DTF: Sparks Fly In Documentary About Pilot’s Turbulent Dating Life [Exclusive Interview]


DTF is a story about love, sex, and addiction. In this new documentary director Al Bailey follows a widowed pilot (Christian) around the world to document his quest for romance using the Tinder dating app. DTF is entertaining and captivating as it takes a raw look inside a professional pilot’s risqué personal life. For legal reasons, Christian’s real identity is kept anonymous, his voice is altered and his face blurred out. He lives the lifestyle of a touring rockstar and the camera crew reluctantly follows  while he racks up SkyMiles on his Tinder card. Soon into the filming Bailey realized Christian was a flight risk. Either the pilot or director will have to pull out of this project before there are serious consequences to their lives and friendship.

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In order to make this documentary, filmmaker Al Bailey follows his pilot friend around for 18 months. DTF gives us a first-class look at the life of a pilot and the baggage some carry. Bailey’s idea of documenting his friend’s Tinder escapades quickly turned into something much more raunchy. The documentary reveals how one pilot deals with the stress of being responsible for hundreds of lives in the air. DTF blows the whistle on the airline industry and shows the reckless and exciting lives some airline professionals lead.

DTF is a Jump Seat Productions film. The Red Arrow Studios company, Gravitas Ventures, will handle the distribution in America. DTF lands in the USA on September 15th and is available on Digital HD and Cable VOD. For more information on the film visit https://www.dtfdoc.com.

First-time director Al Bailey connected with me over the phone from the UK to talk about DTF. We chatted about the main character’s behavior patterns and how this film is a cautionary tale to the airline industry. He told me what part of the world the pilot had the best luck using Tinder. Bailey also spoke about his previous career as a professional soccer player and his other upcoming projects that will be taking flight soon. As we start our descent into this interview please make sure your seat backs and tray tables are in their full upright position.  

Al Bailey: Nice to meet you, Jake. 

Jake Perry: Nice to meet you. Good morning!

Al Bailey: Well, early evening for me, but good morning to yourself. 

Jake Perry: Oh yeah, that’s right. You’re over there across the pond! DTF. Very cool movie. I enjoyed it a lot. 

Al Bailey: Thank you. A lot of craziness, but hopefully it’s kind of exposing something on more of a serious level, but I think it’s certainly captivated everyone that’s watched it so far.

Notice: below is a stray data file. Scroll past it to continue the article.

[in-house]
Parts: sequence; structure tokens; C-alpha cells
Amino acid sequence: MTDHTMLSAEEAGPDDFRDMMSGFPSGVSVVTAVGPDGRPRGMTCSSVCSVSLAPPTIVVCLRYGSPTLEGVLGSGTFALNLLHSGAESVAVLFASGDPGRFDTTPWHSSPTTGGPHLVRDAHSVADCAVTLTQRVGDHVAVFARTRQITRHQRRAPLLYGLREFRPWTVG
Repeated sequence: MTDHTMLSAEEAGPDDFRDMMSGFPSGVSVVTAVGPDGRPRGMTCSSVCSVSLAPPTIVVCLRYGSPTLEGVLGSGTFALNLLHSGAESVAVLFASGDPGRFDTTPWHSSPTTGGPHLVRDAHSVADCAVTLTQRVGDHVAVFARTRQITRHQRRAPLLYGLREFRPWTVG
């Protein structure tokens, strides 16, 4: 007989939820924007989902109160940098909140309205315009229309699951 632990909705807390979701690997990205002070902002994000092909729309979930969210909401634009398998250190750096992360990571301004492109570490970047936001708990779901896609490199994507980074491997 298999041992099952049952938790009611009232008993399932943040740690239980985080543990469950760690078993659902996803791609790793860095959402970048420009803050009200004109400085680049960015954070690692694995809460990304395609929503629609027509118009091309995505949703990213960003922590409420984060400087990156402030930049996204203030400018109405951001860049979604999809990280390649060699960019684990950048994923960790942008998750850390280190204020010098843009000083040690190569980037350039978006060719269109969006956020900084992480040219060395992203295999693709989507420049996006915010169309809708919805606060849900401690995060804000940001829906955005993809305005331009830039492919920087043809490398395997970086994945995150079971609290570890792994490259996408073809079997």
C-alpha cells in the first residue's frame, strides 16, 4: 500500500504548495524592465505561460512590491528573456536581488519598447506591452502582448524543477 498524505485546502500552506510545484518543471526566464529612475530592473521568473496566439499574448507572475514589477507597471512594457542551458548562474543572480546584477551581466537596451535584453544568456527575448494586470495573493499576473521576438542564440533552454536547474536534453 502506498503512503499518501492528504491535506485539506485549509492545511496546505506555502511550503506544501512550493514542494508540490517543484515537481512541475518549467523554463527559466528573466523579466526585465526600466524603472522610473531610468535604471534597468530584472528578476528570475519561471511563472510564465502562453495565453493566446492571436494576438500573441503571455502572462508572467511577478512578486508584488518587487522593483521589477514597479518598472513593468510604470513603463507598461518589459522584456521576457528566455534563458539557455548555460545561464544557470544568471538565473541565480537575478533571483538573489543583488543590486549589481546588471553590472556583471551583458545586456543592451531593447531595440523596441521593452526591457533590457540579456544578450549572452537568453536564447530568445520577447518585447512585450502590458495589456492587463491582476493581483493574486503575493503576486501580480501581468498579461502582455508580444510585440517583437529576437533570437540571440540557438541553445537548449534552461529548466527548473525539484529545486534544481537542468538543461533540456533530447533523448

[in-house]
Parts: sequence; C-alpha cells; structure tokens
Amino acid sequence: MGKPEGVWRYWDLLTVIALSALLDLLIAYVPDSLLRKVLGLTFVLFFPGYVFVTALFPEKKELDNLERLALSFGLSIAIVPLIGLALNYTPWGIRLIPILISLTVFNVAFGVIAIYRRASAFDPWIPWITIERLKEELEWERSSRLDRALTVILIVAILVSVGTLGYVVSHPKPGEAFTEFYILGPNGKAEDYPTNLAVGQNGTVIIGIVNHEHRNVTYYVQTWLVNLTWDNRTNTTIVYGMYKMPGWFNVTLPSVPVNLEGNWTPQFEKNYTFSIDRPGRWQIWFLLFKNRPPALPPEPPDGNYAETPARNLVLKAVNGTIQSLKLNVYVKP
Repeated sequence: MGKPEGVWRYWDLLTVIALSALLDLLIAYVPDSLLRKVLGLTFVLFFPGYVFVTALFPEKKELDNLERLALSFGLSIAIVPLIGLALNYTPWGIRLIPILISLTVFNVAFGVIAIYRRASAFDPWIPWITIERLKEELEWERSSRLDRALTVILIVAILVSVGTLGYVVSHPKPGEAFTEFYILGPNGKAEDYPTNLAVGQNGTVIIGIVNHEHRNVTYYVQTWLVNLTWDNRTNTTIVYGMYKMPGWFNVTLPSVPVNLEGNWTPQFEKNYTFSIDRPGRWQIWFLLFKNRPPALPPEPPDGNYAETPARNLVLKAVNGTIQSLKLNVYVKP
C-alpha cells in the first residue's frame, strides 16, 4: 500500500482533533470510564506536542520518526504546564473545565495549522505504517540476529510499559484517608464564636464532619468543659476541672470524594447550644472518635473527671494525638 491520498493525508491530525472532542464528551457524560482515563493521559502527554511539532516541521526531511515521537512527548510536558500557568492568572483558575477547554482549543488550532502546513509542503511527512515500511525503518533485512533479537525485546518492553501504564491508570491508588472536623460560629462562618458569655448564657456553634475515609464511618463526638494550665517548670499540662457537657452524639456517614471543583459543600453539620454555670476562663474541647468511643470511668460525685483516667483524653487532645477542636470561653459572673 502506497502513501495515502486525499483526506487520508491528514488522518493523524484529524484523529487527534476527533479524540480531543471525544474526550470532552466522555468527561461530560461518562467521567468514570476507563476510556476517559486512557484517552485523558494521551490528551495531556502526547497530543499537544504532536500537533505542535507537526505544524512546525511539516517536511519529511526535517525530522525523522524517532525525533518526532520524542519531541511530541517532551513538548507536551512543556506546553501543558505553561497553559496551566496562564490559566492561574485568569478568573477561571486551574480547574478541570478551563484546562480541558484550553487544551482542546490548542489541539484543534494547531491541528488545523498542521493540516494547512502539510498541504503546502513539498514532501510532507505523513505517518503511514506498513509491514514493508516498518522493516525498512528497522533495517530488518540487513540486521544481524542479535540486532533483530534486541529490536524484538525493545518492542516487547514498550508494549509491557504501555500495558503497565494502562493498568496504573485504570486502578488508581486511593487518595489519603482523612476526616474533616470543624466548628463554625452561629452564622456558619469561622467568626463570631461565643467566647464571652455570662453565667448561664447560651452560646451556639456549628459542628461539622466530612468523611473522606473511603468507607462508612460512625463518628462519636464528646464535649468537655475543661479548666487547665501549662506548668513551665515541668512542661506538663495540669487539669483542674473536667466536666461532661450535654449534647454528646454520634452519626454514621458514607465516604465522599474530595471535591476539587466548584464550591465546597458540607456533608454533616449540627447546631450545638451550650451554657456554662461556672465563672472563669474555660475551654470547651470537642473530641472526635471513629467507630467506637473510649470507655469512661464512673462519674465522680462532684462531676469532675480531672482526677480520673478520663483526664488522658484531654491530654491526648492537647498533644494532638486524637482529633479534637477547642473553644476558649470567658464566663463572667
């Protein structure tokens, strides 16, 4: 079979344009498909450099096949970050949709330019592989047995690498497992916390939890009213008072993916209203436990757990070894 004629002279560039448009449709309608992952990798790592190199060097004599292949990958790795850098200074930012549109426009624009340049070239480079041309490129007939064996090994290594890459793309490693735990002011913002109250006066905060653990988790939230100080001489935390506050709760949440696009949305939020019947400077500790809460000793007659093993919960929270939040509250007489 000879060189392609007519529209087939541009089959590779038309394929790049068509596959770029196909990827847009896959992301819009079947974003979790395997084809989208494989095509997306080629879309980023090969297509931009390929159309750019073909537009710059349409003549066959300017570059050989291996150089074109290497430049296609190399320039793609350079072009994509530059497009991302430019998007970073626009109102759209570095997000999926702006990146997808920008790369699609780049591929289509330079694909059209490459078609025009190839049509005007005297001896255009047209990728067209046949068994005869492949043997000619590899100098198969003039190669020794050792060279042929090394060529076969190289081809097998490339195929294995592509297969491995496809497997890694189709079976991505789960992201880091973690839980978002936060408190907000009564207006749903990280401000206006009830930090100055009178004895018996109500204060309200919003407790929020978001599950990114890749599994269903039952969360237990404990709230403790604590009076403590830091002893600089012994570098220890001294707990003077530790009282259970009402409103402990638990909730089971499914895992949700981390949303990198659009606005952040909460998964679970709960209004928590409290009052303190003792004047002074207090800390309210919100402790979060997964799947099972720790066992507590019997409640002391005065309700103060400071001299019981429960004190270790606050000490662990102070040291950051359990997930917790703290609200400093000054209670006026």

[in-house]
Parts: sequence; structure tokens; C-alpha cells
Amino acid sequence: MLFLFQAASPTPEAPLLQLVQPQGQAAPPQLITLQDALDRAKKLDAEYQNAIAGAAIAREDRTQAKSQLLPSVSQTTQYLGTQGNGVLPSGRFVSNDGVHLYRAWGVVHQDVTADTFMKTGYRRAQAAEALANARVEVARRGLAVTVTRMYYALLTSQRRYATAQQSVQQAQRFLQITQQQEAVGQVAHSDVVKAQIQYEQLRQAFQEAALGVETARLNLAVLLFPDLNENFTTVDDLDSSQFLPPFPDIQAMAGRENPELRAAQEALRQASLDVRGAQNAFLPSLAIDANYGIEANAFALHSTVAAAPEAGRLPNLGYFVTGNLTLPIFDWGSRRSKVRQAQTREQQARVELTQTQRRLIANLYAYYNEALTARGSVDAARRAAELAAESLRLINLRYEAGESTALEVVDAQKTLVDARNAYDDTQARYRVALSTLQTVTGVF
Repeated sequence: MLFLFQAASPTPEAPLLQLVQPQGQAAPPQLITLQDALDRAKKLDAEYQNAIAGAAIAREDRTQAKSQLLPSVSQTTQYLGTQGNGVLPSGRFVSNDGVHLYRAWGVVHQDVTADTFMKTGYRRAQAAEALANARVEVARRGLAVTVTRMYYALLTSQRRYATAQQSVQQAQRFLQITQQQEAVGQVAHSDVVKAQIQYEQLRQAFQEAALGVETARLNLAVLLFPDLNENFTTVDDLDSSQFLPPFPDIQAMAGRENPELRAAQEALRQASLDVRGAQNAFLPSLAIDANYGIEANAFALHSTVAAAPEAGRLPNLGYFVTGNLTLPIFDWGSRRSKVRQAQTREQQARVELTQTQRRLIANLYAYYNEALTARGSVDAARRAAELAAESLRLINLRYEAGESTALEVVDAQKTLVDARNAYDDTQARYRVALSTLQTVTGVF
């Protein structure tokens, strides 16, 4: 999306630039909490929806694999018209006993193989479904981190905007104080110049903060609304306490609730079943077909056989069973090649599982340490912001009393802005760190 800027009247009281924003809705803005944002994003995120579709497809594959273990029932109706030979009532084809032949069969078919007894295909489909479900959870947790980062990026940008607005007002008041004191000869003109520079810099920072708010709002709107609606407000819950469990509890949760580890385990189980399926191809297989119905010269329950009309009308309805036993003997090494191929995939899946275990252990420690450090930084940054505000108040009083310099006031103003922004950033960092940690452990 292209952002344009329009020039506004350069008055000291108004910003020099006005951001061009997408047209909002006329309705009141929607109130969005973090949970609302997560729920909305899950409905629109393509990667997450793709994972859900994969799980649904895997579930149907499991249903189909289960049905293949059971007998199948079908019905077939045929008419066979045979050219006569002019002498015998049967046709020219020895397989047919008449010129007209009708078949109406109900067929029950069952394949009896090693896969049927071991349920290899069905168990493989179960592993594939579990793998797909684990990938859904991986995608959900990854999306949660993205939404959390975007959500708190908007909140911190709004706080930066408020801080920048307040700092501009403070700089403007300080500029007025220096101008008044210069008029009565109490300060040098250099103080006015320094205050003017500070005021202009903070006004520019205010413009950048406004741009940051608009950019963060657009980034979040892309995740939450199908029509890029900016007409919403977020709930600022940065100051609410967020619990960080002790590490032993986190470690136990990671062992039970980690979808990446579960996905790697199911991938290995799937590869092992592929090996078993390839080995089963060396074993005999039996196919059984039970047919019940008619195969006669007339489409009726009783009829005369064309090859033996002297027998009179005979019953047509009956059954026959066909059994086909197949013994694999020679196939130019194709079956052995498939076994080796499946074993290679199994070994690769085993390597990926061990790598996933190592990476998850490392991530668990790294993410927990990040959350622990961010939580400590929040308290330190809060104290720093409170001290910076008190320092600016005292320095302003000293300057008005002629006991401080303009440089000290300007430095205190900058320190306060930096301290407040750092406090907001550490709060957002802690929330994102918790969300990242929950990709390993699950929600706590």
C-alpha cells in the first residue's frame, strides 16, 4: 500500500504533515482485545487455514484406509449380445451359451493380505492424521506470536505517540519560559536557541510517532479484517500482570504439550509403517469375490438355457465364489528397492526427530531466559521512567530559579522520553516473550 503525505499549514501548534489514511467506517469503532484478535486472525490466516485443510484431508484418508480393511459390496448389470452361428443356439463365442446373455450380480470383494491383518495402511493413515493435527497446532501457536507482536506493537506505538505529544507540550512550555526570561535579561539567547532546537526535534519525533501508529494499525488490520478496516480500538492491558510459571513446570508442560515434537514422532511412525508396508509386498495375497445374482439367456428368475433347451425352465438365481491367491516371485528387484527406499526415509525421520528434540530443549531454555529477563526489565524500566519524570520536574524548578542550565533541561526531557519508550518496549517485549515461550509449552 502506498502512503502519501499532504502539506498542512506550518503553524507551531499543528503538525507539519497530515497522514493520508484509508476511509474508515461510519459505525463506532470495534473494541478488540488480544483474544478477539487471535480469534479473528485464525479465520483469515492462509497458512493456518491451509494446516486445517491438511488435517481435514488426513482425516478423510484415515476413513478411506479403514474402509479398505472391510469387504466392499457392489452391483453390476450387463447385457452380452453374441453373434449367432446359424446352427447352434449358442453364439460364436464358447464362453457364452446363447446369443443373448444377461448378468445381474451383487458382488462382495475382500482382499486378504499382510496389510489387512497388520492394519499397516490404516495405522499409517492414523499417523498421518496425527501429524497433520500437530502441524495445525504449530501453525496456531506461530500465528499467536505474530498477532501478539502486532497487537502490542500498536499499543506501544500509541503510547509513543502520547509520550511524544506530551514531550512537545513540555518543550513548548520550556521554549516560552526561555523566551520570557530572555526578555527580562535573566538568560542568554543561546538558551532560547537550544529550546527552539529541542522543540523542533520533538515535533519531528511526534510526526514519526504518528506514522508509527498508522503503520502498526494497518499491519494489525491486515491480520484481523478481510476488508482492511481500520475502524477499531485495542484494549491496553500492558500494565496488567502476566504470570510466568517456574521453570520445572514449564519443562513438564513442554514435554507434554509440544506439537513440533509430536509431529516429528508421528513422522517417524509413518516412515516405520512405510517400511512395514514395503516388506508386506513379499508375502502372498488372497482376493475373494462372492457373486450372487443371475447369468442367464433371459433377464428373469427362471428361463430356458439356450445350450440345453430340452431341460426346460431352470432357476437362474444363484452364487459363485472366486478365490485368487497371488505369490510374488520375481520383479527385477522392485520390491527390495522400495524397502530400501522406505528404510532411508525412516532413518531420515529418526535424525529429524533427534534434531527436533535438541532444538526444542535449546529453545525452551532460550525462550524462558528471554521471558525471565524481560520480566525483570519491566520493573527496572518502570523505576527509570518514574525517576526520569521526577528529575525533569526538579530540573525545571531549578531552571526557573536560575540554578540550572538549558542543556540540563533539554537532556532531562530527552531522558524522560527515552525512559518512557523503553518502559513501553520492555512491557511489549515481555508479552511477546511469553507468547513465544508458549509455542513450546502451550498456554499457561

Jake Perry: DTF a documentary about your pilot friend from Denmark, his personal and romantic challenges, and he’s using Tinder across the world. After watching it, it almost seems like a wake-up call to the airline industry and also Tinder and dating apps. Did you have any of this in mind, that it might be a warning to these things? Or are you just trying to make a documentary on your friend when you started out?

Al Bailey: Yeah, in essence, it completely turned out something that we weren’t setting out to do at the beginning. It was literally a kind of month sized idea. I wasn’t obviously that naive and the respect that the fundamentals will find a little bit possible, but I didn’t think we’d find kind of the depraved behavior that would kind of unearth really. Certainly not to the extent. So it’s turned out into a cautionary tale that certainly wasn’t our initial format imagination. 

Jake Perry: This guy lives like a rock star, he’s like a pirate just flying into city to city and just breaking hearts and taking names out there. 

Al Bailey: Yeah. it’s a bubble I didn’t know existed. I had heard stories from various friends and “Christian”, as we call him, as well. So I kind of had a rough idea of things that went on, but unfortunately, until you’re in that environment, you’re never quite prepared for the extent that it was. 

Jake Perry: You set up this guy, Christian, with his wife, Charlotte, who unfortunately passed away. So did you feel some sort of responsibility to help him in his search again, to set him up with somebody? 

Al Bailey: Fundamentally, it doesn’t come across quite as much in the piece, but I knew Charlotte a lot better than I did…Christian. I always have to bite my tongue and call him Christian. I obviously knew Charlotte a lot longer than I did Christian. So if you’re looking at kind of a sense of loyalty, we’re more on her side, more than Christian, but obviously, as the experience evolved, it did feel almost a feeling of guilt actually. It was quite a sobering experience, obviously quite hazy experience cause it was spread over 18 months, so it was a bit of a blur in the sense of how I was feeling. It’s only in retrospect now that I look back and maybe my loyalties did lie outside of Christian and more towards kind of what Charlotte’s feelings might have been on the whole thing.